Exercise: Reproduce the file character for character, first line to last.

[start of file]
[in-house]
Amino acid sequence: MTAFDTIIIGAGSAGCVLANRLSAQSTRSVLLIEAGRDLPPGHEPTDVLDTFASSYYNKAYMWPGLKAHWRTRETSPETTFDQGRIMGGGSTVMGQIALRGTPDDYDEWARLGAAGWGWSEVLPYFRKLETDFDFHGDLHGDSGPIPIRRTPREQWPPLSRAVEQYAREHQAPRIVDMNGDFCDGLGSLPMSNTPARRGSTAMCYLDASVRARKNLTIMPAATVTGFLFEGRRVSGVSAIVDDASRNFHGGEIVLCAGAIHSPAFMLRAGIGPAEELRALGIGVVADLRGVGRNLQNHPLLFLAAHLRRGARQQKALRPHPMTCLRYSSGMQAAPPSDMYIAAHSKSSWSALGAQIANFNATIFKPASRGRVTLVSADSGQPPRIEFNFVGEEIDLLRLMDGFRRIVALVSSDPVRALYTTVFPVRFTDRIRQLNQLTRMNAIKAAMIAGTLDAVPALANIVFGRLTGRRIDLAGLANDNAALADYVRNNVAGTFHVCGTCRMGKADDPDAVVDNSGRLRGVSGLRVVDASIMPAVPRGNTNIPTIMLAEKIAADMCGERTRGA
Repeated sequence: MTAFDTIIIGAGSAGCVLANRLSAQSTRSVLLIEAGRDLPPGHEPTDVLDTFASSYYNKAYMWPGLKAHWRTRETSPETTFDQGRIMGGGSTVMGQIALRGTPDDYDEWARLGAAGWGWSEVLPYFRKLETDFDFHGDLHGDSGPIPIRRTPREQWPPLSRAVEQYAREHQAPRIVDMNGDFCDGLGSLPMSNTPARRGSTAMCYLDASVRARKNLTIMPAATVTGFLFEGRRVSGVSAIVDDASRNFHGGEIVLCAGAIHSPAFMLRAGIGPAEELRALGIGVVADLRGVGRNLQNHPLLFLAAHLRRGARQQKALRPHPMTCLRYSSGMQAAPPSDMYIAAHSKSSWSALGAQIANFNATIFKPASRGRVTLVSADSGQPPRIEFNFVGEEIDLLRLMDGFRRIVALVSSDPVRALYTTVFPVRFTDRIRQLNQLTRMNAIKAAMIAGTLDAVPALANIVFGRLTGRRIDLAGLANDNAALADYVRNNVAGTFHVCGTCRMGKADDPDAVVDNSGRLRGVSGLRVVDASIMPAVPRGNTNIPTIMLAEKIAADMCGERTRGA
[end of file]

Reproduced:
[in-house]
Amino acid sequence: MTAFDTIIIGAGSAGCVLANRLSAQSTRSVLLIEAGRDLPPGHEPTDVLDTFASSYYNKAYMWPGLKAHWRTRETSPETTFDQGRIMGGGSTVMGQIALRGTPDDYDEWARLGAAGWGWSEVLPYFRKLETDFDFHGDLHGDSGPIPIRRTPREQWPPLSRAVEQYAREHQAPRIVDMNGDFCDGLGSLPMSNTPARRGSTAMCYLDASVRARKNLTIMPAATVTGFLFEGRRVSGVSAIVDDASRNFHGGEIVLCAGAIHSPAFMLRAGIGPAEELRALGIGVVADLRGVGRNLQNHPLLFLAAHLRRGARQQKALRPHPMTCLRYSSGMQAAPPSDMYIAAHSKSSWSALGAQIANFNATIFKPASRGRVTLVSADSGQPPRIEFNFVGEEIDLLRLMDGFRRIVALVSSDPVRALYTTVFPVRFTDRIRQLNQLTRMNAIKAAMIAGTLDAVPALANIVFGRLTGRRIDLAGLANDNAALADYVRNNVAGTFHVCGTCRMGKADDPDAVVDNSGRLRGVSGLRVVDASIMPAVPRGNTNIPTIMLAEKIAADMCGERTRGA
Repeated sequence: MTAFDTIIIGAGSAGCVLANRLSAQSTRSVLLIEAGRDLPPGHEPTDVLDTFASSYYNKAYMWPGLKAHWRTRETSPETTFDQGRIMGGGSTVMGQIALRGTPDDYDEWARLGAAGWGWSEVLPYFRKLETDFDFHGDLHGDSGPIPIRRTPREQWPPLSRAVEQYAREHQAPRIVDMNGDFCDGLGSLPMSNTPARRGSTAMCYLDASVRARKNLTIMPAATVTGFLFEGRRVSGVSAIVDDASRNFHGGEIVLCAGAIHSPAFMLRAGIGPAEELRALGIGVVADLRGVGRNLQNHPLLFLAAHLRRGARQQKALRPHPMTCLRYSSGMQAAPPSDMYIAAHSKSSWSALGAQIANFNATIFKPASRGRVTLVSADSGQPPRIEFNFVGEEIDLLRLMDGFRRIVALVSSDPVRALYTTVFPVRFTDRIRQLNQLTRMNAIKAAMIAGTLDAVPALANIVFGRLTGRRIDLAGLANDNAALADYVRNNVAGTFHVCGTCRMGKADDPDAVVDNSGRLRGVSGLRVVDASIMPAVPRGNTNIPTIMLAEKIAADMCGERTRGA